It’s a lovely boost when I’m trying to pin down information on the Staten Island railroad circa 1880. Very exciting chapters I’m working on, despite how that sounds.
M.K. Tod’s primary interests are WWI and WWII — an interest we have in common (ala Homestead, in particular). She’s got a novel out (Unravelled) that I just ordered for my Kindle. The description:
In October 1935, Edward Jamieson’s memories of war and a passionate love affair resurface when an invitation to a WWI memorial ceremony arrives. Though reluctant to visit the scenes of horror he has spent years trying to forget, Edward succumbs to the unlikely possibility of discovering what happened to Helene Noisette, the woman he once pledged to marry. Travelling through the French countryside with his wife Ann, Edward sees nothing but reminders of war. After a chance encounter with Helene at the dedication ceremony, Edward’s past puts his present life in jeopardy.
Mr. Bertie Saunders was born in 1911 in this house where he still lives. He was the last of six healthy children in a noisy and congenial family. He was sickly as an infant and the doctor told his parents he was unlikely to live to his first birthday.
In his ninety-some years Bertie has lived to bury one great grandfather, four grandparents, his father, his mother, his stepfather, three brothers, two sisters, three wives, four children, two step-children, six children-in-law, one grandchild, and numerous aunts, uncles and cousins.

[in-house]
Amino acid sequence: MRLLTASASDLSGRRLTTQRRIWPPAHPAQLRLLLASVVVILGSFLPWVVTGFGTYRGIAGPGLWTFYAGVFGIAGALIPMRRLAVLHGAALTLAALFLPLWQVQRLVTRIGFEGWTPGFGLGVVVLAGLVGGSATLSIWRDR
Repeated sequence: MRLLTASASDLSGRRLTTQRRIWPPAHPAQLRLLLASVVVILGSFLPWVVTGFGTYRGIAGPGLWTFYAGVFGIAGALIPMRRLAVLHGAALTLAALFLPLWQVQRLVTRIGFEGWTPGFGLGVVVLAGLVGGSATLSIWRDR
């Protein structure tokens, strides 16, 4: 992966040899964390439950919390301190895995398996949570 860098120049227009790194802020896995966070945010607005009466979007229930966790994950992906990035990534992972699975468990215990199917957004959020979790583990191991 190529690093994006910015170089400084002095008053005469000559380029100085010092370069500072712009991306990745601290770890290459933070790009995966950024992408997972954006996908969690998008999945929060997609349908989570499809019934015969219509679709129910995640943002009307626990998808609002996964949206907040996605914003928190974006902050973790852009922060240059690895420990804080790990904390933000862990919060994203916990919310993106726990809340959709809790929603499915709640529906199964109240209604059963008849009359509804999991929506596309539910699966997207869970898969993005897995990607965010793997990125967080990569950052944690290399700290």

He has no living relatives.
Mr. Saunders spends all his time drafting and redrafting his will, in which he leaves all his worldly goods (the house and all its contents and a coin collection worth an estimated $1.3 million) to different charities.
Bertie is ready to go as soon as Jasper, his fifteen year old cocker spaniel, makes the first move.
A friend just sent me a care package full of interesting books and movies and bits and pieces. Among them: a book of writing prompts. I’m trying to think of a way to describe what this is like, for somebody who writes for a living, but nothing fits. A box of truffles? Maybe. Some of the prompts just don’t strike you as interesting (orange cream, not something I seek out in a box of chocolate). Some you want to devour immediately. Others you think about for a while.
(Aside: today in a shop I saw chocolate flavored with absinthe. Really. I asked about it and the shop owner said the FDA was always trying to put that particular chocolatier out of business, but hadn’t yet succeeded. I have no interest in trying chocolate with absinthe. None.)
Here’s a writing prompt from the book that made me think. That I’m still thinking about:
A phone sex worker is ten minutes into a call when she realizes she’s talking to her teenage son.
This doesn’t work for me for a couple reasons. First and foremost — I can’t buy the idea that it takes her ten minutes to recognize her son’s voice. But it is interesting. So now I’m playing with the premise, trying to tweak it to something more viable.
A phone sex worker is ten minutes into a call when she realizes she’s talking to
…her adult daughter’s new boyfriend. …the professor whose lectures on medieval romance she’s been attending two afternoons a week …her neighbor’s ex-husband
I’m not going to write this scene or story, but it does pose interesting possibilities.